March 5, 2010
5,955,955 claims a computer drive bay fan, meant to cool the hard drives right in their own living room. '955 owner Comaper sued Antec for infringement. Trial found Antec willfully infringing some claims. Some claims were obvious to the jury, others validly novel. Appeal found that "irreconcilably inconsistent." The CAFC resolution was to define analogous art as either "from the same field of endeavor," or "reasonably pertinent to the particular problem with which the inventor is involved." Upon that the CAFC created its own reconcilable inconsistency.
Comaper v. Antec et al (CAFC 2009-1248, -1249) precedential
Summary Judgment Motion
Antec wanted a mulligan on its summary judgment motion. No mulligans once the hole has been played and the ball is in the cup.
Antec first contends that the district court erred in denying Antec's motions for summary judgment of noninfringement and invalidity due to obviousness. The district court denied Antec's motions because it determined that genuine issues of material fact existed. See Summary Judgment Order, 2007 WL 2811092, at *4-5. A denial of summary judgment is not properly reviewable on an appeal from a final judgment entered after trial. See Hopp v. City of Pittsburgh, 194 F.3d 434, 439 n.3 (3d Cir. 1999); Baughman v. Cooper-Jarrett, Inc., 530 F.2d 529, 532 (3d Cir. 1976), overruled on other grounds by Croker v. Boeing Co., 662 F.2d 975 (3d Cir. 1981); see also State Contracting & Eng'g Corp. v. Condotte Am., Inc., 346 F.3d 1057, 1067 (Fed. Cir. 2003); Glaros v. H.H. Robertson Co., 797 F.2d 1564, 1573 (Fed. Cir. 1986). Antec's challenge to the district court's denial of summary judgment is therefore improper.
Claim construction terms were aired out, leaving them intact. First, "case." A broad reading, relying on a general dictionary, is sustained.
With regard to the term "case" in the '955 patent, the district court construed it to mean "a structure for containing and holding something."2 Claim Construction Order, 2006 WL 2709382, at *6. Antec argues that the district court's claim construction is too broad, and that a "case" requires at least some type of enclosure. We disagree. While the embodiment disclosed in the '955 patent includes a six-sided rectangular enclosure, this court has repeatedly cautioned against limiting claims to a preferred embodiment. See, e.g., Linear Tech. Corp. v. Int'l Trade Comm'n, 566 F.3d 1049, 1058 (Fed. Cir. 2009); Comark Commc'ns, Inc. v. Harris Corp., 156 F.3d 1182, 1187 (Fed. Cir. 1998). The patent specification does not assign or suggest a particular definition to the term "case." Therefore, in determining the ordinary and customary meaning of the claim term as viewed by a person of ordinary skill in the art, it is appropriate to consult a general dictionary definition of the word for guidance. See Phillips v. AWH Corp., 415 F.3d 1303, 1322-23 (Fed. Cir. 2005) (en banc). A "case" is generally defined, relevant to its use in the '955 patent, as "a box or receptacle to contain or hold something." Webster's Third New International Dictionary 346 (2002). The district court's construction of "case" as "a structure for containing and holding something" is thus appropriate.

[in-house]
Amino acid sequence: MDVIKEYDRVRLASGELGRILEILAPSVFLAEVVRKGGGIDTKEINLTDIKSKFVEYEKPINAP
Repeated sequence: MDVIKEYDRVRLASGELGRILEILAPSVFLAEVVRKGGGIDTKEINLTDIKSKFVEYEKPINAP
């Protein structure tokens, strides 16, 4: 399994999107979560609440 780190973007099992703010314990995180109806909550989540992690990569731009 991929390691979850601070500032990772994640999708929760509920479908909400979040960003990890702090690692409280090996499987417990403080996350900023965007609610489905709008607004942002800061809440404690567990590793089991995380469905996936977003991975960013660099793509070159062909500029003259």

Sloppy lawyering on both sides is (foot)noted.
2 Both parties on appeal misstate the district court's construction of "case," utilizing the disjunctive "or" in the construction instead of the conjunctive "and." The court's claim construction order and its instructions to the jury both stated that "case" meant "a structure for containing and holding something." See Claim Construction Order, 2006 WL 2709382, at *6 (emphasis added); Transcript at 62, Comaper Corp. v. Antec, Inc., No. 05-CV-1103 (E.D. Pa. Oct. 5, 2007).
Next, "drive bay slot," construed as "the relatively narrow opening in the housing of the computer that leads to the drive bay."
Antec essentially asks us to equate the terms "drive bay" and "drive bay slot," despite their separate use in the '955 patent. There is an inference, however, that two different terms used in a patent have different meanings. Ethicon Endo-Surgery, Inc. v. U.S. Surgical Corp., 93 F.3d 1572, 1579 (Fed. Cir. 1996). While this inference is not conclusive, Bancorp Servs., L.L.C. v. Hartford Life Ins. Co., 359 F.3d 1367, 1373 (Fed. Cir. 2004), the intrinsic evidence supports the district court's construction that "drive bay" and "drive bay slot" have different meanings.
The meaning of the term "drive bay slot" was made clear during prosecution.
The term "second opening" got a second look, which it didn't need.
The jury found dependent claims obvious, but not their independents. Antec wanted a new trial over it.
The jury found that independent claims 1 and 12 of the '955 patent were not obvious. However, it also found that claims 2 and 7, which depend from claim 1, and claim 13, which depends from claim 12, were invalid as obvious. These verdicts are plainly inconsistent, as both the district court and Comaper recognize. JMOL Order, 2008 WL 4140384, at *5 ("[T]he jury's verdict was inconsistent."); Pl.-Cross Appellant's Br. 7 ("[T]he verdict did contain an inconsistency with respect to the obviousness of dependent claims 2, 7, and 13 . . . ."). "A broader independent claim cannot be nonobvious where a dependent claim stemming from that independent claim is invalid for obviousness." Callaway Golf Co. v. Acushnet Co., 576 F.3d 1331, 1344 (Fed. Cir. 2009) (citing Ormco Corp. v. Align Tech., Inc., 498 F.3d 1307, 1319 (Fed. Cir. 2007)).
The district court tried to square the circle by throwing out the obviousness finding.